September 8: How Philly coddles repeat drunk drivers | Saffron pans Dilworth | Camden stabilizing| Chamber on 2015

Nearly half of drunk drivers caught by police in Pennsylvania are repeat offenders, in part because Pennsylvania’s laws and criminal justice system mollycoddle them. The problem is especially bad in Philadelphia, where drunk drivers don’t show up for court, and then nothing happens to them. “In reality, though, hundreds of Philadelphia motorists never face such punishments – because, again, they simply ignore their court cases with little or no consequences. While judges issue fugitive warrants, the court system’s overwhelmed Warrant Unit views them as a low priority. Some city drivers have been ticketed as many as 10 times for the offense, court records show, without ever doing jail time.”

Flashback: Jim Saksa found some interesting evidence that increasing the number of taxi-like services in the city has correlated with a decline in drunk driving, and declining vehicle miles traveled aren’t the culprit.

Inga Saffron is disappointed by the new Dilworth Park. “Yes, there is real magic when the fountain’s jets of water shoot into action, but inactivated, the granite landscape is dry and stiff. The new Dilworth is a suit in a jeans-and-T-shirt world. It sounds strange, but the designers’ emphasis on perfection is suffocating. They bludgeon you with “high quality” materials that evoke the atmosphere of a slick corporate lobby.”

Paul Nussbaum has the terms of the Market East/Jefferson Station naming rights deal struck between SEPTA and Thomas Jefferson University Hospitals. “Thomas Jefferson University Hospitals will pay $4 million for a five-year deal to put the Jefferson name on SEPTA’s Market East commuter rail station in Center City…SEPTA will use the Jefferson money to make customer improvements at the station, including upgrading entrances and restrooms, SEPTA assistant general manager Fran Kelly said.”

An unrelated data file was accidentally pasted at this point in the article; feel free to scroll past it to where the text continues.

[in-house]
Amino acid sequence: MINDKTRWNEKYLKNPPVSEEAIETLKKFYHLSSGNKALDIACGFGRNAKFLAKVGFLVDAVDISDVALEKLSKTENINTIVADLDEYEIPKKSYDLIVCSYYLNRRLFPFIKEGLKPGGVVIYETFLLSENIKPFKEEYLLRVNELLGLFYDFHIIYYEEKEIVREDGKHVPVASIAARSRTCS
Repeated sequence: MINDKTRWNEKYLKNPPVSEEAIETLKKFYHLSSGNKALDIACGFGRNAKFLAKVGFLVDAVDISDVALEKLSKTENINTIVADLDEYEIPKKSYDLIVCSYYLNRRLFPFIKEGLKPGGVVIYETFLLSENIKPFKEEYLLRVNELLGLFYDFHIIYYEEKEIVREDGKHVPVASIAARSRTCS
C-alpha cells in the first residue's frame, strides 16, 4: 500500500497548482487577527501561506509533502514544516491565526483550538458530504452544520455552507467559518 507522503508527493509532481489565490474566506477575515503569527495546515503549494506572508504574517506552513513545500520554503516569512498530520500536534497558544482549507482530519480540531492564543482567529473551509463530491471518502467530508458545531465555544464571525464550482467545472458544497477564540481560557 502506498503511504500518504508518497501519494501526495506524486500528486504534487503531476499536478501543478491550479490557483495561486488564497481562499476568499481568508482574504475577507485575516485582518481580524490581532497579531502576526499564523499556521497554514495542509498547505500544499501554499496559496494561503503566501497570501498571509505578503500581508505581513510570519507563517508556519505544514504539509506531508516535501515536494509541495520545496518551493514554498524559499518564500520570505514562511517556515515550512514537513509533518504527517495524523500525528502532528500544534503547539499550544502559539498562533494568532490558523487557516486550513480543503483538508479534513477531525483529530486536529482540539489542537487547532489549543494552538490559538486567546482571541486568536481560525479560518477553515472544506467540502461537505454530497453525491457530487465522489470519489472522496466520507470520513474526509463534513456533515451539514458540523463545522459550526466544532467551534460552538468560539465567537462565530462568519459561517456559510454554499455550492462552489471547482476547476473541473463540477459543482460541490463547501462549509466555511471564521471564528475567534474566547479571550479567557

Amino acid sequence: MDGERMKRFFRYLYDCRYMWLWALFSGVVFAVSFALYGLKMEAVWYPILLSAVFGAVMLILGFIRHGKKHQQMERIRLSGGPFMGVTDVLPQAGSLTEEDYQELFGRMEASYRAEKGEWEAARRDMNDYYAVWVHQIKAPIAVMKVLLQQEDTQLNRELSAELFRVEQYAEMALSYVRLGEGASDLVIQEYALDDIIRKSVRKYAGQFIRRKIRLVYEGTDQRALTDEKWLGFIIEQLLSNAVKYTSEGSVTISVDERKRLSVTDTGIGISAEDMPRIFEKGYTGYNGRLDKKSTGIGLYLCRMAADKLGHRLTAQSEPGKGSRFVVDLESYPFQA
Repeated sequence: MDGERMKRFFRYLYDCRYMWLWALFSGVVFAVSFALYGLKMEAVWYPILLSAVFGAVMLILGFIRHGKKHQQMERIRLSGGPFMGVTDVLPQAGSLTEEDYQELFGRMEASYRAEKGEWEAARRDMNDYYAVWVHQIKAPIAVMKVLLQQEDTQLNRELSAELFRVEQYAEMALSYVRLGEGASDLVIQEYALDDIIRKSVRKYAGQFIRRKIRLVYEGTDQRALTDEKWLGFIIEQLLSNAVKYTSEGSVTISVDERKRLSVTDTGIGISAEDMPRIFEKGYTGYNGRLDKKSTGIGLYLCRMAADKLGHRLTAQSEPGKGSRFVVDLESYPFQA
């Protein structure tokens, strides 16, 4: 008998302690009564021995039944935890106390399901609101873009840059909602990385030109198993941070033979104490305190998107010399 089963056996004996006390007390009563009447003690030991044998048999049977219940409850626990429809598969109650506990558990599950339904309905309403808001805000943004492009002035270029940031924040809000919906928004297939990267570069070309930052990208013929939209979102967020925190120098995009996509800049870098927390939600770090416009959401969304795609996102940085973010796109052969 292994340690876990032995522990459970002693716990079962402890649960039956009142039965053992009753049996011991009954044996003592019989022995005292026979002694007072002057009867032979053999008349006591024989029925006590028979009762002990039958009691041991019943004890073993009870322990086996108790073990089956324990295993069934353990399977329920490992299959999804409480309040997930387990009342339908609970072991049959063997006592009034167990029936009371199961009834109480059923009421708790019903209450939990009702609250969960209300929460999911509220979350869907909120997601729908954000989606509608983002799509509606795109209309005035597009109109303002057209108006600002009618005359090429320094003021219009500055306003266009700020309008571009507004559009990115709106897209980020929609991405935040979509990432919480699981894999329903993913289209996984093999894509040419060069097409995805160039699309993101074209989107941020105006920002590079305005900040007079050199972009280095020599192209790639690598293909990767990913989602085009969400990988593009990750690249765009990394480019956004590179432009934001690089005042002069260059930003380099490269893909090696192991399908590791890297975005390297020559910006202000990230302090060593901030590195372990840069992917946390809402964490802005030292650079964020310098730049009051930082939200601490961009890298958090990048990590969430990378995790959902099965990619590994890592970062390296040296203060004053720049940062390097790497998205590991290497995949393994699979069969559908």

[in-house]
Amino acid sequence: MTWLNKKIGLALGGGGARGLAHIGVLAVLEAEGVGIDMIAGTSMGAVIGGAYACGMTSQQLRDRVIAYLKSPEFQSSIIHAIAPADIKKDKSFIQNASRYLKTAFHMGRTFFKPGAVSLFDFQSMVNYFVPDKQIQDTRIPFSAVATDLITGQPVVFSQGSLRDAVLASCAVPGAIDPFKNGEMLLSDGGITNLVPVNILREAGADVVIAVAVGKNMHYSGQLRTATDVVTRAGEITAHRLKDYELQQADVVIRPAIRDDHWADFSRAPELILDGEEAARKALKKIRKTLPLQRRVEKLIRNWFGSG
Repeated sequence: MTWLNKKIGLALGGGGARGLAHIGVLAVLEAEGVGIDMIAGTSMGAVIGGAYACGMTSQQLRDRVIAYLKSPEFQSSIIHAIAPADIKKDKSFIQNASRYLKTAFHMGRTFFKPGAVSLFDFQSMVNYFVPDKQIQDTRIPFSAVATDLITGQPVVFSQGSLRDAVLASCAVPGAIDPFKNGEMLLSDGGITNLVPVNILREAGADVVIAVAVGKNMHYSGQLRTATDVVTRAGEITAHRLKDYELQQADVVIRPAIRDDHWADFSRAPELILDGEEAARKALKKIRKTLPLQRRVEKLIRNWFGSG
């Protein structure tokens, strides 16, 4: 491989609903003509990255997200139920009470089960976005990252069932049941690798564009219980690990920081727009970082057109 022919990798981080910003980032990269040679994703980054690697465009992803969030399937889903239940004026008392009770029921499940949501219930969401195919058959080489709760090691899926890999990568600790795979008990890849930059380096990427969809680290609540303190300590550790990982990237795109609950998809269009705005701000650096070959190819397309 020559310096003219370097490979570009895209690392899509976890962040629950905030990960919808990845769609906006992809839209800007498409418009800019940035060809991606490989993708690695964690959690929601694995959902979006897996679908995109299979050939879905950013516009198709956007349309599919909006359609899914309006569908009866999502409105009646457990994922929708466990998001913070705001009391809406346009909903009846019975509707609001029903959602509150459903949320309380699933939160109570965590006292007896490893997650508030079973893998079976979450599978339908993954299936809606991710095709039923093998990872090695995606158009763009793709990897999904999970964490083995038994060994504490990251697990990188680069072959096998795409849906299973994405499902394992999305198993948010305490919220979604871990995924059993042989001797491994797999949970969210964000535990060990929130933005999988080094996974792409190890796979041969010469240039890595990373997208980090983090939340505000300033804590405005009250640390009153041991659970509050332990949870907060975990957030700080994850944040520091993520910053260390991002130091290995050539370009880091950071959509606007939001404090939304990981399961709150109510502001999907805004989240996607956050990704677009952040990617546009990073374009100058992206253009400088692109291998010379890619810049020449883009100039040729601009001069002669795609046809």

Greater Philadelphia Chamber of Commerce chief executive Rob Wonderling dishes on the Chamber’s 2015 campaign strategy. “There are election cycles upon us for mayor and City Council. So let’s build some baseline information [about the economy and demographics]. Where are our big growth opportunities? How does that align into job opportunities and what would be the strategies and tactics and public policy agendas to get there?”

Everything’s coming up…Camden? Last week we learned that shootings are down 43%, and violent crime down 22% since the new regional police force took over and put more cops on the streets. And now Standard & Poor’s has assigned the city its best credit rating in 15 years. Obviously the city’s economy has a long, long way to go, but lowering real (and perceived) crime rates, and restoring trust in local government services and finances are an important precursor to attracting private investment in the city.

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